Jim Porter Reflects on Two Decades in City Administration

Jim Porter has been a steady fixture at the Calais City Building over the past few decades. Here he is accepting an award from Vinton Cassidy for his “leadership in a time of transition” in 2007. (Photo from The Calais Advertiser archives)

By Lura Jackson

Twenty-three years ago, if you were to go into the Calais City Building with an issue, odds were good that you’d run into Jim Porter. From his early work in Code Enforcement to his time as City Manager, Porter has been a staple in Calais’s administration. That will soon change, however. On Friday, December 21st, Porter will be officially retiring. Before he steps out of the administrative picture, we made sure to catch up with him about past, present, and future changes in the City of Calais.

The past two decades have been significant for the city, Porter shares. Among the major developments has been the acquisition of its own water source. Previously, Calais was dependent on water from St. Stephen, which was not domestically treated, vulnerable to surface water, and prone to shortages. In 1996, after administration developed an alternate potential source in Moosehorn, voters approved the $2 million project. “There’s been an adequate supply since then,” Porter said, adding that the new source is based in a protected groundwater source.

Other improvements have happened relatively recently. The downtown district has been experiencing a revival on multiple fronts. “If you look back two to three years ago, it looked pretty bleak,” Porter said. However, the combination of acquiring Façade grant funds and the City Council making “bold moves” with building owners have dramatically altered its prospects. “It was pretty much on the brink of demise. I think we’ve made great strides. There’s a lot more to do.” Filling the downtown buildings with businesses and residents in the upper-floor apartments is the next necessary step for the revitalization to continue.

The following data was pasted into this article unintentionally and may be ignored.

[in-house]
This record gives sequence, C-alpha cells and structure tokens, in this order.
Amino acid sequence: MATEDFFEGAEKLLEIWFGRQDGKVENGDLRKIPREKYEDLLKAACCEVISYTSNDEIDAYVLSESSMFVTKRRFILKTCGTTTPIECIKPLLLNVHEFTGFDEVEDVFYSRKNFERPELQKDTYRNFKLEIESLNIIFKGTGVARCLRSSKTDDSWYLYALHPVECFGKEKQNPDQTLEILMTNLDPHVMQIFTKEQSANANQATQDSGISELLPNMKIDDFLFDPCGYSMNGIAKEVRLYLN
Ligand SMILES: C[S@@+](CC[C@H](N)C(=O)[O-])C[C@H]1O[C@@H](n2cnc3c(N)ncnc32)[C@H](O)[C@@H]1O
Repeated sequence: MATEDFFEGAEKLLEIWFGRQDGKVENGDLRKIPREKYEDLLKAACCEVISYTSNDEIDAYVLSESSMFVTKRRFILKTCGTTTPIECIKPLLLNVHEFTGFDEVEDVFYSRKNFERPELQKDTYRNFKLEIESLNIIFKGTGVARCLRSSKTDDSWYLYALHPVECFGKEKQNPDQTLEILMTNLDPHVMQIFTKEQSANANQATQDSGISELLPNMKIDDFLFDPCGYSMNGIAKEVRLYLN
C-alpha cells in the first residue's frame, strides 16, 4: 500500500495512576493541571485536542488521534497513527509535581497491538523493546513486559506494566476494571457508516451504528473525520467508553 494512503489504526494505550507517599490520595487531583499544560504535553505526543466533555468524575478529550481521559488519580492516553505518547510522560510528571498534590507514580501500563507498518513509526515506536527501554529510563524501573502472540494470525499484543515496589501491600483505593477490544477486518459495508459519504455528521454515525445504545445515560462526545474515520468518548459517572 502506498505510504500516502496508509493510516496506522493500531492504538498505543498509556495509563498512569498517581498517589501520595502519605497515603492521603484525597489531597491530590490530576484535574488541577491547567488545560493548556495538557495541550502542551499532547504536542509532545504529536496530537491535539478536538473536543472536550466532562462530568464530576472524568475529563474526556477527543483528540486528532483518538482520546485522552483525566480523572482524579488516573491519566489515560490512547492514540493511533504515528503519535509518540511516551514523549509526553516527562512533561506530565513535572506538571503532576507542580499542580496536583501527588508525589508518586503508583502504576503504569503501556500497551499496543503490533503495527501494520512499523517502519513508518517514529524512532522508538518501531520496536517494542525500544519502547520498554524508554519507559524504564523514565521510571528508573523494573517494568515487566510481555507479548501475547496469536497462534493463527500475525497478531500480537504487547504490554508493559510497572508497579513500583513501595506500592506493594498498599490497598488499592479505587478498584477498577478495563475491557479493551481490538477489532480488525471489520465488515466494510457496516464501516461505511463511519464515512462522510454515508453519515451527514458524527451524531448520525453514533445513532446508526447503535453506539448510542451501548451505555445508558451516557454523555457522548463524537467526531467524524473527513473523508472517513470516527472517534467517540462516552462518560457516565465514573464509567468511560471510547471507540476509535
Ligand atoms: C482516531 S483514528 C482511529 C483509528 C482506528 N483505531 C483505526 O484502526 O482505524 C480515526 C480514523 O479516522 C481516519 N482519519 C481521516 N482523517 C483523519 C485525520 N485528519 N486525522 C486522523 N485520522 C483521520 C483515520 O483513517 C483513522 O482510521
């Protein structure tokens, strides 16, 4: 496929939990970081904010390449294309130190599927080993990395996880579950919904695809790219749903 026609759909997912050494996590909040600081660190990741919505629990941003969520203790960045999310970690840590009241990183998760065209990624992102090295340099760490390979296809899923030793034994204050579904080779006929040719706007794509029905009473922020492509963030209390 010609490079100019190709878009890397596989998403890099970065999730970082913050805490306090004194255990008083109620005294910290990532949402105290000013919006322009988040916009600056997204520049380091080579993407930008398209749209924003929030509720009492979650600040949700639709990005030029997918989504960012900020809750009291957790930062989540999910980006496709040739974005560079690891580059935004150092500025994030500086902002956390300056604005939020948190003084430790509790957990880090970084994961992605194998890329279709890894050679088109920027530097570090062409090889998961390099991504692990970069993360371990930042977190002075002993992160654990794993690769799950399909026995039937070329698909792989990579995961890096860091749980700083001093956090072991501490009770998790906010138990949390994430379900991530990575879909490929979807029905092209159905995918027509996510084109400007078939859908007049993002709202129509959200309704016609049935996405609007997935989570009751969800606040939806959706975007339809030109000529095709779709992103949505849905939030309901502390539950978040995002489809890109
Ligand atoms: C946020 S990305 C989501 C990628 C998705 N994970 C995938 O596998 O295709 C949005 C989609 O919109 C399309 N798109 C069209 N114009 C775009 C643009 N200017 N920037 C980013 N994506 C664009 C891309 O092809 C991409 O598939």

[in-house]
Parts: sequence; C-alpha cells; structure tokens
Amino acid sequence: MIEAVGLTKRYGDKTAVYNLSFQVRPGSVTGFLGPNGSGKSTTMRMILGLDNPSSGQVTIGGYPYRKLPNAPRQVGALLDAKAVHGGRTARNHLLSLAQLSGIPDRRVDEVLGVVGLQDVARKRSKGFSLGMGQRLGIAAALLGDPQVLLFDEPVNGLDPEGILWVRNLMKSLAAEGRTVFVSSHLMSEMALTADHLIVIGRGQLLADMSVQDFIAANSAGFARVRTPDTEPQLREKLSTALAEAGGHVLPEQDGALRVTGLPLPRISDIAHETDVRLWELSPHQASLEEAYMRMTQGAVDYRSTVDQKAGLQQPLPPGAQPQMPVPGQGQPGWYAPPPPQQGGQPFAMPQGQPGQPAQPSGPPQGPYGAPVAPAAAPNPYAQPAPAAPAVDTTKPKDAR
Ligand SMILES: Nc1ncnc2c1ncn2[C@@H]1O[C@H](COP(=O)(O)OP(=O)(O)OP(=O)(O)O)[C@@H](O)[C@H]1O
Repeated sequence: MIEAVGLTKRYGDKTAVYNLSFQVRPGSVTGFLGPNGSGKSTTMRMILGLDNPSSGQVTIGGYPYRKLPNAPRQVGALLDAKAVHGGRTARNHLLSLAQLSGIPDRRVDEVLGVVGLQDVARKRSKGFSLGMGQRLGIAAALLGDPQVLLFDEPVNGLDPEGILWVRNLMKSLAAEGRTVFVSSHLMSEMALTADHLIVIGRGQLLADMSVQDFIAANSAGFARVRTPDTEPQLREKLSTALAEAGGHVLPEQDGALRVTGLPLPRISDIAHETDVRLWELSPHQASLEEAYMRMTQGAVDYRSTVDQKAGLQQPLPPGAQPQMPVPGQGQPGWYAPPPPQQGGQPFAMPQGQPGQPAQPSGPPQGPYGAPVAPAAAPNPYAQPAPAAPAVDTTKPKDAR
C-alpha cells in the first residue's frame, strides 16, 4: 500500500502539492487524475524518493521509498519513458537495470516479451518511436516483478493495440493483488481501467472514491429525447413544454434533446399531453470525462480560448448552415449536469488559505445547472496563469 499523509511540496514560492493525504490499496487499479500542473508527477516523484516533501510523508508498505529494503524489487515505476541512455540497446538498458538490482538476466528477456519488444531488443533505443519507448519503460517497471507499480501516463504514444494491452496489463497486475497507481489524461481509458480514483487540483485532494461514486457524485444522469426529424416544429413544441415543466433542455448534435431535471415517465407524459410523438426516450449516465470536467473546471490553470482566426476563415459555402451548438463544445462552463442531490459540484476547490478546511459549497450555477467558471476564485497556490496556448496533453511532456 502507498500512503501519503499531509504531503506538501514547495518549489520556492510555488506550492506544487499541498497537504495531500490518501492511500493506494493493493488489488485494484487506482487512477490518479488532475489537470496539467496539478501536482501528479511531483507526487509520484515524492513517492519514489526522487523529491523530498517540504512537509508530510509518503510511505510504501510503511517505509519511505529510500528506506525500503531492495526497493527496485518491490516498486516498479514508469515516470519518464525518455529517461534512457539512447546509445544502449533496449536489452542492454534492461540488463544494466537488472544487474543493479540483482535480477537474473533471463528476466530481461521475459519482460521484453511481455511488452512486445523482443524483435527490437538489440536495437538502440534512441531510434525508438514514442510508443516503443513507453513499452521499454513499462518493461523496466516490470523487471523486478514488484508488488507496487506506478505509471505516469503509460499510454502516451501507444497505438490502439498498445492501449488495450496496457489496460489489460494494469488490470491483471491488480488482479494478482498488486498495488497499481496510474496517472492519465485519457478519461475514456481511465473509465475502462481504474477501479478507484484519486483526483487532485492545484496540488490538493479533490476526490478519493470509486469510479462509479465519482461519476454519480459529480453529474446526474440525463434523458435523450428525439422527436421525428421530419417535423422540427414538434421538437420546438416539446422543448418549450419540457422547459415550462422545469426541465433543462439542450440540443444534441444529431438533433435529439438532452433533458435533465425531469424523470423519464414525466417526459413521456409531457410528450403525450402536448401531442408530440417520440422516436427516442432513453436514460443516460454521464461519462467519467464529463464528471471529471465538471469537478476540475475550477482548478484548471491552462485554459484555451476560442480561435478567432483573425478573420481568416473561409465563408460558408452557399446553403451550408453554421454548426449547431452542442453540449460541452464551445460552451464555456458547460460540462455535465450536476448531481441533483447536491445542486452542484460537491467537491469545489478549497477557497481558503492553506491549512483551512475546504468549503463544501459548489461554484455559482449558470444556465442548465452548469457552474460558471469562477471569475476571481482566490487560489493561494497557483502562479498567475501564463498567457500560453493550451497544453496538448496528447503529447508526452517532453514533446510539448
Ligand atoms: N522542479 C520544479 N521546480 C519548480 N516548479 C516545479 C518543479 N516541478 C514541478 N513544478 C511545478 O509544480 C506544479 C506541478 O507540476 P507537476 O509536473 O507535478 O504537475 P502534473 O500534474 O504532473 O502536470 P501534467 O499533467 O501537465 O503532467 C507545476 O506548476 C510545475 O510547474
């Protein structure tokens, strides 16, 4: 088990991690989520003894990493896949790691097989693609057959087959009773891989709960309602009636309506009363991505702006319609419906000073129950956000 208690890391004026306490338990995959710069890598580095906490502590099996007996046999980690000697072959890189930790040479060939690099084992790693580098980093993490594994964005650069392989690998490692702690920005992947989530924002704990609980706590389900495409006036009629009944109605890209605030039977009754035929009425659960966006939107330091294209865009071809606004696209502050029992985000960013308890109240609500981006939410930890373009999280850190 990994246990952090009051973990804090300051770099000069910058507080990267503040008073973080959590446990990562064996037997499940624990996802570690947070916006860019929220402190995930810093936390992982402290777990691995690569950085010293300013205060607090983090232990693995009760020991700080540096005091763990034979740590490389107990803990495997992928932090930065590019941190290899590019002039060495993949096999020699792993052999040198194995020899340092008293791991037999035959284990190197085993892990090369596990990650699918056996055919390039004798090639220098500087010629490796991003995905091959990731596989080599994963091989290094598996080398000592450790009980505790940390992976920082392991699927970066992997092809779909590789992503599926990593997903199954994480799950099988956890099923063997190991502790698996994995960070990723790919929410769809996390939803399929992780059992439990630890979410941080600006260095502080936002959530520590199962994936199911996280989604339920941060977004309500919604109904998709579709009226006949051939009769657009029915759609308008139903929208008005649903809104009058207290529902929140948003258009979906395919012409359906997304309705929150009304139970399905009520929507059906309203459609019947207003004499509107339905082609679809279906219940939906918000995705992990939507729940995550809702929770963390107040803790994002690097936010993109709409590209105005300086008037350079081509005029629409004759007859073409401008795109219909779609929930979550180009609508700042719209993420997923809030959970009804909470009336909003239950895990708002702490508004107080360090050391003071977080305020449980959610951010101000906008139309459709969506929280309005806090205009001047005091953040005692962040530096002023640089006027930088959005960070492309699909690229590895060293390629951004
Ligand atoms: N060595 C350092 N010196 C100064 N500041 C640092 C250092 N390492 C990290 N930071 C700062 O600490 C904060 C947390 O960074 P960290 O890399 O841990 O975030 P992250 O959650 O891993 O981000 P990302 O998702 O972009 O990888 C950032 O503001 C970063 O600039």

Porter has been highly successful in acquiring grants for the city, netting more than $10 million for everything from water and sewer infrastructure to the Children’s Project.

Along with making strides in its own development, Calais has strengthened its relationship with Baileyville. “I think it’s good we decided several years ago to partner in economic development with Baileyville and to hire an economic development director,” Porter said. “We couldn’t have gotten one on our own. If we share, we get more done.”

Through the partnership with Baileyville, Calais has created a fiber optic broadband utility that is now being rolled out to the public. “We’ll be able to get speeds that will be comparable with population areas that are much larger,” Porter said. “It’s a unique utility that we formed, unlike anything in the state of Maine.”

Importantly to residents, Calais has achieved its accomplishments without having to raise taxes. “I’m pretty proud, working with the City Council, that we’ve held the mil rate in check while still paving streets and improving infrastructure,” Porter said. “I think the city is in pretty good fiscal shape,” he said, adding that the fund balance has more than $2 million in it at present.

Porter’s shoes are being filled by incoming City Manager Mike Ellis. “I think we’re in good hands,” Porter said of Ellis. “I’ve been working with him this week and I’ve been impressed with how quickly he’s picking things up. He’s open, accessible, personable, and I think he’ll do a good job.”


Jim Porter’s last day will be on Friday, December 21st. The public is welcome to attend a retirement party at the St. Croix No. 1 Firehouse from 11 a.m. to 3 p.m. on that day to visit with Jim.